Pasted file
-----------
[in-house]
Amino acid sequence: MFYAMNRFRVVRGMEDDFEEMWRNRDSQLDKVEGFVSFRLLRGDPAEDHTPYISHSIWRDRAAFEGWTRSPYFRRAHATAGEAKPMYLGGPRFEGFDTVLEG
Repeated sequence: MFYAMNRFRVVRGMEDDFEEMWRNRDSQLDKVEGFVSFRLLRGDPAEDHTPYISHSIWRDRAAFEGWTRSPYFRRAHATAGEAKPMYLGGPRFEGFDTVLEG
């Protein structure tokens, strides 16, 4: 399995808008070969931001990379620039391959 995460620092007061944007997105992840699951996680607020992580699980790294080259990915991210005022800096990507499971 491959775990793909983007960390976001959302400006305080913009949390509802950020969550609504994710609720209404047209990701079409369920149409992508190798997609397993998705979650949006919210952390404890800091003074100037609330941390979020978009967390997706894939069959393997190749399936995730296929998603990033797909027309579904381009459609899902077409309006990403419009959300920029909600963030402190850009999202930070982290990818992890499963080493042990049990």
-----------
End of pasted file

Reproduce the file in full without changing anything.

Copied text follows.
[in-house]
Amino acid sequence: MFYAMNRFRVVRGMEDDFEEMWRNRDSQLDKVEGFVSFRLLRGDPAEDHTPYISHSIWRDRAAFEGWTRSPYFRRAHATAGEAKPMYLGGPRFEGFDTVLEG
Repeated sequence: MFYAMNRFRVVRGMEDDFEEMWRNRDSQLDKVEGFVSFRLLRGDPAEDHTPYISHSIWRDRAAFEGWTRSPYFRRAHATAGEAKPMYLGGPRFEGFDTVLEG
């Protein structure tokens, strides 16, 4: 399995808008070969931001990379620039391959 995460620092007061944007997105992840699951996680607020992580699980790294080259990915991210005022800096990507499971 491959775990793909983007960390976001959302400006305080913009949390509802950020969550609504994710609720209404047209990701079409369920149409992508190798997609397993998705979650949006919210952390404890800091003074100037609330941390979020978009967390997706894939069959393997190749399936995730296929998603990033797909027309579904381009459609899902077409309006990403419009959300920029909600963030402190850009999202930070982290990818992890499963080493042990049990």